Google Chrome on Android to switch to 64-bit starting with version 85

The change comes almost a year before the Play Store's 64-bit deadline

Google Chrome

Google Chrome on Android will finally make the jump to 64-bit, a change long in the making.

For those well versed in Android history, you’ll likely remember that Google introduced support for 64-bit architecture back in Android 5.0 Lollipop in 2014. In the years since, hardware has followed and now almost every Android phone runs on 64-bit processors.

Despite that, Google has continued to develop its Chrome browser on Android in the 32-bit flavour, potentially leaving it open to security and performance problems.

As spotted by Android Police, starting with Chrome 85, Android 10 and newer devices will automatically get a 64-bit version.

If you want to confirm this for yourself, type ‘chrome://version’ into the URL bar in Chrome on your Android phone. The current stable and beta builds — version 83 and 84 respectively — will say they’re 32-bit apps. However, the same test on the Chrome Dev or Canary channels — version 85 and 86 — should say 64-bit if you’re running Android 10.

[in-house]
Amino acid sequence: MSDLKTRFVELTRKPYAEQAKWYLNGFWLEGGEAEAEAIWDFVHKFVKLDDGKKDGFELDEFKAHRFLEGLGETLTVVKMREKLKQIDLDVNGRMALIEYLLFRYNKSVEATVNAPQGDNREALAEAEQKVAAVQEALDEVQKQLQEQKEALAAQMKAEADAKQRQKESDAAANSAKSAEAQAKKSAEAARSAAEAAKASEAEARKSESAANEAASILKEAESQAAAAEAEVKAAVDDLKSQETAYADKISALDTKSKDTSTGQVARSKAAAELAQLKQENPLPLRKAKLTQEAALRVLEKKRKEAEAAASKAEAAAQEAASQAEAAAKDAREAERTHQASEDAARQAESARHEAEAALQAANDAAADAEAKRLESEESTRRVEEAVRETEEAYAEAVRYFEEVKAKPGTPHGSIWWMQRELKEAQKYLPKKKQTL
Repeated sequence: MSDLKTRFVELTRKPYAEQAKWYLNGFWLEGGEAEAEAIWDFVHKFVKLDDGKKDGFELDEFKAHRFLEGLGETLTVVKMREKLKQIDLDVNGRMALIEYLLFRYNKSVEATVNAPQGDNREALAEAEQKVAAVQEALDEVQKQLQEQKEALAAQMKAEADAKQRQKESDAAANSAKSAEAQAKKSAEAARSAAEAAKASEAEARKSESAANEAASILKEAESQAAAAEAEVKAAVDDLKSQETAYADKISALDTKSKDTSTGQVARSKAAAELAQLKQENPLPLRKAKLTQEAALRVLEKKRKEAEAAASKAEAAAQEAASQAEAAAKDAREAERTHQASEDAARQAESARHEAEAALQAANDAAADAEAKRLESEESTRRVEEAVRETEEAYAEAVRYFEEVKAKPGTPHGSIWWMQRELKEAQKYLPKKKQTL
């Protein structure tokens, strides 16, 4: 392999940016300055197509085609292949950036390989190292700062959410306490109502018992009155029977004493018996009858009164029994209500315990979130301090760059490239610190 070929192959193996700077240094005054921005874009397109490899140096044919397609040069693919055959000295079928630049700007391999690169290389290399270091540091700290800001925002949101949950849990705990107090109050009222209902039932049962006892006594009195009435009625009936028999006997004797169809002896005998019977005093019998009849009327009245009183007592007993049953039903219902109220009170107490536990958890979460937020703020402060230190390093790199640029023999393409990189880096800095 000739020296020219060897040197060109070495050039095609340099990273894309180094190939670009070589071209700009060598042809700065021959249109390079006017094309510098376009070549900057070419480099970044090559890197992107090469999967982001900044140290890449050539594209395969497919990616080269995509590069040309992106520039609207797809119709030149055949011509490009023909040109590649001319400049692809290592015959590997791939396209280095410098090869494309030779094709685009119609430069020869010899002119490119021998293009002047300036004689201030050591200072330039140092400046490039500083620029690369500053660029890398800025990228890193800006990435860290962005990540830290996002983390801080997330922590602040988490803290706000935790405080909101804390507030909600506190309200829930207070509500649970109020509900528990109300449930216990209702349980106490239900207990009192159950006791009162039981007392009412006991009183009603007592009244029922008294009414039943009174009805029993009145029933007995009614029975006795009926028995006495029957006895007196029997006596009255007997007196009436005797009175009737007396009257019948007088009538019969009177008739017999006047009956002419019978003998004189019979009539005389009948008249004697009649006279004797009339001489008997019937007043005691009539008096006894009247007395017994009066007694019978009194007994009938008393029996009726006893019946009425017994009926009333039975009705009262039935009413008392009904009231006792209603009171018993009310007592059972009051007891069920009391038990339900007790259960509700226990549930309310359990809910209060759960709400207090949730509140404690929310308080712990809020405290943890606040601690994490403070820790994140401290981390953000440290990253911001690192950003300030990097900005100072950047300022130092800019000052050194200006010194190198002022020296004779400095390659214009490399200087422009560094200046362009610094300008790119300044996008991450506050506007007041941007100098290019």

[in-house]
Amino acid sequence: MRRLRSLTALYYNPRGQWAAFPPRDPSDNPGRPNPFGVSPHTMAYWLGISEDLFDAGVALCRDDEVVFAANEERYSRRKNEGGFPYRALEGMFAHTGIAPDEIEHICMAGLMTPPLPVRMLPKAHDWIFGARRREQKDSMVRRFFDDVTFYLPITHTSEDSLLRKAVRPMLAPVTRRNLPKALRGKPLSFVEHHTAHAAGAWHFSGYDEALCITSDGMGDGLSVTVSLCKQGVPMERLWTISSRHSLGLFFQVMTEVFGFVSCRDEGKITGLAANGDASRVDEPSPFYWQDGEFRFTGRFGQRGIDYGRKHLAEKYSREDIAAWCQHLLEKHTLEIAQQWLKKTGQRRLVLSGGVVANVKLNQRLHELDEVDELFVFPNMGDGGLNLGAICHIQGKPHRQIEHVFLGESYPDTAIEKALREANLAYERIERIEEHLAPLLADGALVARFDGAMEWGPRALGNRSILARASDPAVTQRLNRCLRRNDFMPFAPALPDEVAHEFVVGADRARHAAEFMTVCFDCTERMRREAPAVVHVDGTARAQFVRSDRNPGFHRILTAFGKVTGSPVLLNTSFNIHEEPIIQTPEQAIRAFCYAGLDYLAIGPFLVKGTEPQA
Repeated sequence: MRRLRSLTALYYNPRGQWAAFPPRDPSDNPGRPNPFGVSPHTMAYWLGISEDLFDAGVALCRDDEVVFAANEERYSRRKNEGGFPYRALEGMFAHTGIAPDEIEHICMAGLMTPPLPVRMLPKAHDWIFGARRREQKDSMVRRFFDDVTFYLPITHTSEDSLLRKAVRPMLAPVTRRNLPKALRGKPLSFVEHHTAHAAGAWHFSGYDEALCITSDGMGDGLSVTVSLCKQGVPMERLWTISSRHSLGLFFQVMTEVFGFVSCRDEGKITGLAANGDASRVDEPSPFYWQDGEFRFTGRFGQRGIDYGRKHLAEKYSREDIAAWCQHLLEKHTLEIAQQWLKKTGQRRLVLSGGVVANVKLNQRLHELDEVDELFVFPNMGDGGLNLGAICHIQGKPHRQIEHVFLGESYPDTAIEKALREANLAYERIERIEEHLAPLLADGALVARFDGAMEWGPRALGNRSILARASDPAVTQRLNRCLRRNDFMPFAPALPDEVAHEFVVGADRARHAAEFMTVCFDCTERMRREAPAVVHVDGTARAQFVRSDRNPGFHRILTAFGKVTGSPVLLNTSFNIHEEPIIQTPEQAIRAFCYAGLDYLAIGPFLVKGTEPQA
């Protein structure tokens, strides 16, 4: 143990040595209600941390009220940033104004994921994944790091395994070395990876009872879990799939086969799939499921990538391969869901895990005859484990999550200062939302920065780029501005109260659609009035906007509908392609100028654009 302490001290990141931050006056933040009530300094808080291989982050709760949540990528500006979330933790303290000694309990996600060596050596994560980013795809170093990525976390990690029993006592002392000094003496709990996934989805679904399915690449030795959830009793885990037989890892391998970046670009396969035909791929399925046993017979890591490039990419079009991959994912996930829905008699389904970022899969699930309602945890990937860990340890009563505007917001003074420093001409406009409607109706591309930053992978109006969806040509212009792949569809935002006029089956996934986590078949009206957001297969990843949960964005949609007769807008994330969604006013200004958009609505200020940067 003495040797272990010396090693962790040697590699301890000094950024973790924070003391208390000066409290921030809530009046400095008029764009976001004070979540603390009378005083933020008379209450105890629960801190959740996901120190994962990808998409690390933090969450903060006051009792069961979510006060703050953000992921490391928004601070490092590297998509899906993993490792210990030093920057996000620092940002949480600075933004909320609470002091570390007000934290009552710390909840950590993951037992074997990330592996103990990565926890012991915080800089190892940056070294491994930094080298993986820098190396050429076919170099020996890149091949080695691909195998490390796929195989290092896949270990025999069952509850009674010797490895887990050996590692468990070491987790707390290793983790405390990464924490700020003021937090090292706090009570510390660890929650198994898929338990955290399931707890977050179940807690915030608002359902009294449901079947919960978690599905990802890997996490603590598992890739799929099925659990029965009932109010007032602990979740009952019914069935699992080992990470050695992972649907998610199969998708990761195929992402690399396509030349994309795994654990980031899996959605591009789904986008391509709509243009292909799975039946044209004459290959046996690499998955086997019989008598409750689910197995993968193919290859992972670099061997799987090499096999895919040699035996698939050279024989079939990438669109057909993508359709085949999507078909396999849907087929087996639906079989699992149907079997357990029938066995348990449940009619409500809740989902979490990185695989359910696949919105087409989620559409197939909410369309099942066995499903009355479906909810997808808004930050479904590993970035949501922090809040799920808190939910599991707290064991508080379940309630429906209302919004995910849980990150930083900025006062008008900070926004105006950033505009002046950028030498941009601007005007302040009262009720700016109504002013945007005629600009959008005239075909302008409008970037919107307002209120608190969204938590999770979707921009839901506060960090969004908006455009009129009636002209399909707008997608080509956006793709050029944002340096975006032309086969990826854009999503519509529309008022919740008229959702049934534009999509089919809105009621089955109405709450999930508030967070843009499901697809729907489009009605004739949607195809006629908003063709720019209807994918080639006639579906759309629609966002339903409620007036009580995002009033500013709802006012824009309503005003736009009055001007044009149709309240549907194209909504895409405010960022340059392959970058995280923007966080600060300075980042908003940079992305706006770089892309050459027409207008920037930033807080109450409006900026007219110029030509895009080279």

Unfortunately, since the move to 64-bit seems to depend on Android 10, Android Police points out it will likely only impact about eight percent of users based on data from April. Still, it’s a start. Hopefully Google will start with Android 10 as a test and bring 64-bit to older Android versions later.

Considering the search giant’s own Play Store rules dictate all apps must be updated to 64-bit variants by August 1, 2021, Chrome should offer 64-bit to the majority of Android users before then. Chrome for Android is expected to go stable in August 2020, so that gives Google roughly a year to bring 64-bit Chrome to everyone.

It’s also worth noting that iOS removed support for 32-bit apps in 2017 and forced everyone over to 64-bit. Thanks to Apple’s complete control over software distribution and hardware, it was easier for the company to make that transition.

That said, Google should be leading by example with its apps — many of which are first-party and come installed on Android phones. Still offering 32-bit Chrome six years after rolling out 64-bit Android support is frankly disappointing.

Source: Android Police